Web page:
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Thread: Ham for dummies

  1. #1
    Join Date
    Jul 2009
    Land of the Midnight Sun

    Default Ham for dummies

    I couldn't tell you a damn thing about frequencies or what not

    My thought is are there certain chan/frequencies that y'all use vs other ones

    Like if there is and I had someone with a set up and I wanted to get a hold of members here that you could give me so I had a list.

    Or am I just being dumb?
    And before you answer remember I still have a ban hammer 😜
    Once during a hunting trip in Remote Alaska I ran out of Twinkie’s and was compelled to live off of of fish and moose meat

  2. #2
    Join Date
    Jan 2010
    Mountains & Lakes of the extreme NorthEast


    Quote Originally Posted by Alaska View Post
    .... remember I still have a ban hammer 😜

    I think the freqs you are referring to might be more local/regional than nationwide
    Last edited by Winni; 09-07-2017 at 01:15 PM.

  3. #3
    Join Date
    Jan 2010
    Mountains & Lakes of the extreme NorthEast


    I'm studdering again
    Last edited by Winni; 09-07-2017 at 01:13 PM. Reason: dup post

  4. #4
    Join Date
    Aug 2011
    N. Texas


    Hey look! Alaska and I are both Dummies when it comes to Ham setups! Lol I too don't know sh-t about them.
    "The First Gay President", L'dMAO!! "Peace can ONLY be achieved through SUPERIOR FIREPOWER, STOMPING LIBS and CARPETBOMBING"!!

  5. #5
    Join Date
    Jan 2011
    Northern Idaho


    The problem is it's very situational and individual.

    I occasionally monitor a local repeater, but that frequency is only good for about 50 miles or so max.

    There are plenty on HF talking world wide, but the range on those is dependent on atmospheric conditions. Someone here was organizing a regular net on HF but I can't remember who nor the frequency.

  6. #6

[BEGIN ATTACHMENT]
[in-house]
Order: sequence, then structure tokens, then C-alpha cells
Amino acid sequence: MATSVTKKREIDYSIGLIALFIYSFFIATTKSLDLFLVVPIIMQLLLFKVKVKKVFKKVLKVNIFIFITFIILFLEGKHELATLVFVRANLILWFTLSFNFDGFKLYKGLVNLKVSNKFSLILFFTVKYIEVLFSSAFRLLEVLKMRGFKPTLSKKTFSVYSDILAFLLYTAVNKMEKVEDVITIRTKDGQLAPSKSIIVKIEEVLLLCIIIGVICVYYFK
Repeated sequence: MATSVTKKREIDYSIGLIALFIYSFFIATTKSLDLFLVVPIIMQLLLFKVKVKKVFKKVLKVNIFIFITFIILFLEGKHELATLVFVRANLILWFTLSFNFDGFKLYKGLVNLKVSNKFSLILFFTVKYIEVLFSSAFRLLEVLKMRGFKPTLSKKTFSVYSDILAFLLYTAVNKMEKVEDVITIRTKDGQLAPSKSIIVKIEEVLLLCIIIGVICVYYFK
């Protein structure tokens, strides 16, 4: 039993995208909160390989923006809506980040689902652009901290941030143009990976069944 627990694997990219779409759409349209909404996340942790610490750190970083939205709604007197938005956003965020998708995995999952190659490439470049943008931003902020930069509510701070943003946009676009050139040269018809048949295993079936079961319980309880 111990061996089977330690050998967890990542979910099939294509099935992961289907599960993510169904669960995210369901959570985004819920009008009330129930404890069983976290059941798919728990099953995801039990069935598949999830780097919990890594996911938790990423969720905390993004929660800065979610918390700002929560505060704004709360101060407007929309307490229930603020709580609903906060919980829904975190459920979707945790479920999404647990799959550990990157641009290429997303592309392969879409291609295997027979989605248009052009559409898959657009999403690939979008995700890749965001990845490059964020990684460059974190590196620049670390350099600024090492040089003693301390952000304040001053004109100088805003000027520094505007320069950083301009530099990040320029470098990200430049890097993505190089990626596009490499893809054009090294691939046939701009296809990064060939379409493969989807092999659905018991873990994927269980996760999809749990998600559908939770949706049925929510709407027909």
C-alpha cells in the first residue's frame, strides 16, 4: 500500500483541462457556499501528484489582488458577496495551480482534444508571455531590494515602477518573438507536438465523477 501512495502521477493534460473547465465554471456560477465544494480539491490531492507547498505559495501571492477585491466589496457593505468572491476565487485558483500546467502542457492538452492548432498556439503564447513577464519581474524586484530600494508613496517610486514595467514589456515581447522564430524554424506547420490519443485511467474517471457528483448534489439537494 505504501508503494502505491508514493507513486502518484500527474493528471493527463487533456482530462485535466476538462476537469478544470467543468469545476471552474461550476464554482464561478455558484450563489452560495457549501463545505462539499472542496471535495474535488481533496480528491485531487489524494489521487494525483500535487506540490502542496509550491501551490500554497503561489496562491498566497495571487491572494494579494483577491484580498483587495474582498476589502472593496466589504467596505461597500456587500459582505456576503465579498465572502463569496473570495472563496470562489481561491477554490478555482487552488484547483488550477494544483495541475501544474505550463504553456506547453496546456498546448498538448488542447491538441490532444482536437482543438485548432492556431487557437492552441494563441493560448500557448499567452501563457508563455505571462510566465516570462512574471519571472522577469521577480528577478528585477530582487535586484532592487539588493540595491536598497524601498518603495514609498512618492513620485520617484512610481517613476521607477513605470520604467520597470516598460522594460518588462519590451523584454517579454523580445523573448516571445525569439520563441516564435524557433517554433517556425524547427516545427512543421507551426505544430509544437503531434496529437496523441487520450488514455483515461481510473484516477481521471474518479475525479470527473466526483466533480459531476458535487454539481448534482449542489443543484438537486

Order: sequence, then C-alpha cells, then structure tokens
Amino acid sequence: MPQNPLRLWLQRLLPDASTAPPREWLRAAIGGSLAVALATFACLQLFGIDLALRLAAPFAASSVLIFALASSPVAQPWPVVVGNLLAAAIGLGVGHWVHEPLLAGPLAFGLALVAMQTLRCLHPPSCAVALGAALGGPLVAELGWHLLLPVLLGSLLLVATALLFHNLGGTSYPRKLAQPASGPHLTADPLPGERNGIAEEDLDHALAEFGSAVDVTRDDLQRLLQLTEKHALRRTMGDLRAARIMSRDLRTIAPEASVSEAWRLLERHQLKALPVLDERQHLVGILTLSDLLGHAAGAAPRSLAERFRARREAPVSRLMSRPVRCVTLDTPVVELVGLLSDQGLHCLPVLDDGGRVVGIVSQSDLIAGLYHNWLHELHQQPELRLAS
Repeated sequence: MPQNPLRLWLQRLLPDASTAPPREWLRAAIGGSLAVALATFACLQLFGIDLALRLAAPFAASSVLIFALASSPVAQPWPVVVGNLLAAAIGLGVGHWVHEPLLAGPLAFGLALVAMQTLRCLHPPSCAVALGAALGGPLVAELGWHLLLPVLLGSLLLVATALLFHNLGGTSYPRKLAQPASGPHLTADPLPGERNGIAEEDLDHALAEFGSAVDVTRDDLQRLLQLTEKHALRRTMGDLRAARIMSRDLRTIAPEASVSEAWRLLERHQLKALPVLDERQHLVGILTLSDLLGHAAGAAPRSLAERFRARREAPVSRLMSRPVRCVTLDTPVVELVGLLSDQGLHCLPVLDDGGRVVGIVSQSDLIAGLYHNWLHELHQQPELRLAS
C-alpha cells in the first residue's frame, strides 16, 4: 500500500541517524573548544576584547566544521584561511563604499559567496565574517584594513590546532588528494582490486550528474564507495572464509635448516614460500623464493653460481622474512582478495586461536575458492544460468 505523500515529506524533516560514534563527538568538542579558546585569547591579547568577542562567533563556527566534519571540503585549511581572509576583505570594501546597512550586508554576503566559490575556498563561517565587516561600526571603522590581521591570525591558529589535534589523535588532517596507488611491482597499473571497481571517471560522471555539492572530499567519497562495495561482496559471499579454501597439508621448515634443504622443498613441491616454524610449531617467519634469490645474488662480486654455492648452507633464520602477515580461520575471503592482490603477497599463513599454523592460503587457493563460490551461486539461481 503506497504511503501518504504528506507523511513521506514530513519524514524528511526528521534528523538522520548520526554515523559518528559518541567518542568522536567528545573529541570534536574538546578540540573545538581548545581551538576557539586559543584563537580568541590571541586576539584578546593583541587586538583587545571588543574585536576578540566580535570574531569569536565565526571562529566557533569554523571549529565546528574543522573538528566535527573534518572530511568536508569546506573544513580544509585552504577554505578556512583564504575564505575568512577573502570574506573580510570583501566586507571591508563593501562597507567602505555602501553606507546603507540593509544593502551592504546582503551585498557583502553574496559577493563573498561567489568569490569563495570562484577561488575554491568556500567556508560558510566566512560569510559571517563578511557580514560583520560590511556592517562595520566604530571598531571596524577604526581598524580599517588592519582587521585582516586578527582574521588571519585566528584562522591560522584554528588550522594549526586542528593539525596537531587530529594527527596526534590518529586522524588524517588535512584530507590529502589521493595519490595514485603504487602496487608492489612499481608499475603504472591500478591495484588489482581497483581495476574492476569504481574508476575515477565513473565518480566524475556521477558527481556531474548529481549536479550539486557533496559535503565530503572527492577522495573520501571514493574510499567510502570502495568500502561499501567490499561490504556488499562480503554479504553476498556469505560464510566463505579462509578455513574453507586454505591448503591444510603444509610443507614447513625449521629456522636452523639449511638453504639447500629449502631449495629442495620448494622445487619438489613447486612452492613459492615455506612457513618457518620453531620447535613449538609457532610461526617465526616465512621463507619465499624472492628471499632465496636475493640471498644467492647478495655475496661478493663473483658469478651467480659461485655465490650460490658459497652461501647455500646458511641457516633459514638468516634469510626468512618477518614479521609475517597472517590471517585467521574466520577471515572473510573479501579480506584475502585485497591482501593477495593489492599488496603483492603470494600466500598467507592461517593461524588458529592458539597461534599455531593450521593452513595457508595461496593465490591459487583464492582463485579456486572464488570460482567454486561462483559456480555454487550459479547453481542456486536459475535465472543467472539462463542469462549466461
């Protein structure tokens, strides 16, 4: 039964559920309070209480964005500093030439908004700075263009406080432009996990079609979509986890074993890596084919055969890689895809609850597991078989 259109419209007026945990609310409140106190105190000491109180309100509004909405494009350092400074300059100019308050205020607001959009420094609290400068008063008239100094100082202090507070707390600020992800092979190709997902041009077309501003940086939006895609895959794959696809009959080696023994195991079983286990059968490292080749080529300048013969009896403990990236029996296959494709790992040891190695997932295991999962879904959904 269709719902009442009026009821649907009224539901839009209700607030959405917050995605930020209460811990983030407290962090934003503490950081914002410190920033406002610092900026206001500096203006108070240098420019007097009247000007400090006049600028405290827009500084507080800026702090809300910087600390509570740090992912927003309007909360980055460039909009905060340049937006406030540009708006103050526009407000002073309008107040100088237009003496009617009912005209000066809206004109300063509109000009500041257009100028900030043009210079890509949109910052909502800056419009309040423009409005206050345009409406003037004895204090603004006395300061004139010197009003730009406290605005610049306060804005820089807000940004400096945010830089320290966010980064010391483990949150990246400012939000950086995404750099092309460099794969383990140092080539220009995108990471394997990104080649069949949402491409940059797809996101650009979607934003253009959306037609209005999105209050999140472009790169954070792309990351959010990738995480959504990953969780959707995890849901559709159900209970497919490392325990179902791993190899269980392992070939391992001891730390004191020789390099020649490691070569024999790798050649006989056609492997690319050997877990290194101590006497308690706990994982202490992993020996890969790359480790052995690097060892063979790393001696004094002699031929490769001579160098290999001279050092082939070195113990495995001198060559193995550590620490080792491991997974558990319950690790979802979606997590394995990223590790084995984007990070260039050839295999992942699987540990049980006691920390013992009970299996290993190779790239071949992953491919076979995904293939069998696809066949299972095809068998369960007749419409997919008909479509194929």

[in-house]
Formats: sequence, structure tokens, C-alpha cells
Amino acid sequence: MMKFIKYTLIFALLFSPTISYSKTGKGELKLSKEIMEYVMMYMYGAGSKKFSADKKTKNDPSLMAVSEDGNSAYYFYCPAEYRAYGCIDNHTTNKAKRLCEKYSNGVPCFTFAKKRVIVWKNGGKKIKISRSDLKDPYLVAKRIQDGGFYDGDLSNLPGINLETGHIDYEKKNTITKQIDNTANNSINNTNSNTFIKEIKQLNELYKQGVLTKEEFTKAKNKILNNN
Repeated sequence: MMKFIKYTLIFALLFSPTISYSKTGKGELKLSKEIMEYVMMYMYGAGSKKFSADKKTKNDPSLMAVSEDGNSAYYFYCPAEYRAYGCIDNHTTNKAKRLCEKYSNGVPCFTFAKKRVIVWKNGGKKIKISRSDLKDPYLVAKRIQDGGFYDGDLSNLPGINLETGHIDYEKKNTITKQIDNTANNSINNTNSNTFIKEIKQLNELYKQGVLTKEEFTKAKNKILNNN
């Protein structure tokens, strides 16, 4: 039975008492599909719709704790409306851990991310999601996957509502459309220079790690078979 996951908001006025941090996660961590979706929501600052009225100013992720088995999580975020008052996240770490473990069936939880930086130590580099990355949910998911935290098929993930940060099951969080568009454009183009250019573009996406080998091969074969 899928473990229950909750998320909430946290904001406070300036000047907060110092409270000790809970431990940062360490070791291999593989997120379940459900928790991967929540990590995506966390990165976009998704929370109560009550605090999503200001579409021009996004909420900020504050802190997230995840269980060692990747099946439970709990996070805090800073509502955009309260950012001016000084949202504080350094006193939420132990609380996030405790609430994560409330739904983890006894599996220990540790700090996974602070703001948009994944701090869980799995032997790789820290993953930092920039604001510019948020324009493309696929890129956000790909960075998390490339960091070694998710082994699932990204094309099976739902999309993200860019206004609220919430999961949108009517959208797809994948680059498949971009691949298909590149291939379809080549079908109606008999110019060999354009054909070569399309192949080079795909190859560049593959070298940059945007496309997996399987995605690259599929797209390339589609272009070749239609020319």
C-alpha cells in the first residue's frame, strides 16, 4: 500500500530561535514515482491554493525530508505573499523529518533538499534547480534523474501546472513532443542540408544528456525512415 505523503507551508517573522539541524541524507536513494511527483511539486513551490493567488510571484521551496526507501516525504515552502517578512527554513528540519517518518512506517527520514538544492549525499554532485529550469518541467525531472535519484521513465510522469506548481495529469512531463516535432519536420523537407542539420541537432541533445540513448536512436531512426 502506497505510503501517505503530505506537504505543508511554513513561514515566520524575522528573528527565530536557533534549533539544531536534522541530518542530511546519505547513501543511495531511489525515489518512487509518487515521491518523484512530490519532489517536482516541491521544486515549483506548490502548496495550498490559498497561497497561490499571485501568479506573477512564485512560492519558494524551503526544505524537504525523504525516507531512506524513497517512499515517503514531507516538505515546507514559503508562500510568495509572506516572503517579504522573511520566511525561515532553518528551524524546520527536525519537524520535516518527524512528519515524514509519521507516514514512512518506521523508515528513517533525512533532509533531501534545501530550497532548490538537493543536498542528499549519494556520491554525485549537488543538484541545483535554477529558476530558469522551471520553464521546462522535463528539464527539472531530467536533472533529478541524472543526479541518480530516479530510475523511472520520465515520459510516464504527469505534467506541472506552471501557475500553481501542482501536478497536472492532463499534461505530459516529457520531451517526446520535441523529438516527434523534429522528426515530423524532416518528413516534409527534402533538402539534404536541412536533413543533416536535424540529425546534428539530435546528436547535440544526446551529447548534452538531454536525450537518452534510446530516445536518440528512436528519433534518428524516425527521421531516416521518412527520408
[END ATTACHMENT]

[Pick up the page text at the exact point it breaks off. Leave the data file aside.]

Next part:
Join Date
    Nov 2009
    East Tennessee


    I would suggest looking into all the bands as opposed to a specific freq. If times get bad, there is no telling what band (and segment) might be open and in use. Learn them all and be prepared to use what you need. At least to listen on.
    Greater love hath no man than this, That a man lay down his life for a friend.
    John 15:13

  7. #7
    Join Date
    Feb 2016


    Not really any way just out of the blue to do that.
    Closest thing is to have schedule starting at some freq. on some band at a certain time.
    then if no QSO, goto the next band in the list.

    10 meters, forget it.
    20 meters shuts about midnight here and does not open up till about an hour after sunup.
    40 and 80 are ur best hope.

    Today has been pretty quite.
    Listened to the Hurricane Net for a bit.
    Heard the net controller in Tx, could not hear the Cuba site he was talking with.
    Then the Tx net faded out on me. This was in a 20 minute time period.

    Actually u may have better results with another member here using digital mode PSK-31 when bands seem silent.
    It allows for typing of msgs.

    If no power, well ur radio is running on battery, so can a laptop.
    There are computer in a box that run off 12vdc. Sealed against the elements. Expensive though.

    Actually to see what bands may be open at the current time, go here: WSPR Net Org
    Click on the map, scroll down and select the band you want to look at.
    Last edited by Nicor; 09-07-2017 at 10:17 PM.

  8. #8
    Join Date
    Apr 2016


    Ham radio uses frequencies...not channels per se...a digital numbered frequency. Channels are mostly a storage space...where in one stores a frequency.

    All the channels on your television have a specific frequency..the carrier frequency. So too your AM and FM radio. A broadcasting radio or television channel is basically a preset..a standardized preset or slot... so that you never have to remember or know a frequency. You just go to the channel wherein your preset frequency is stored.

    for example...

    I know the CB frequencies by memory..having used them for so long. Channel 20 is 27.205 MHZ. Most do not know this..they just go to Channel 20 on the CB and never think it through any further.

    Nicor is pretty much correct on the band or frequency spread and the times to use them.

    I use my radio mostly at night and on the weekends using 80 and 160 meters between this location and my friends home in Eastern Tennessee...about a 400 mile distance.

    There are nights when it is difficult to make a clear contact with limited power...100 watts for which the radio is designed. We bump it up to some 200 watts to get our signal just above the weeds. This is because the noise or static level goes up and down affecting ones reception.

    Experience combined with knowledge is the way to go...other hams will be glad to help you and some even helped me when I was still operating on the CB bands.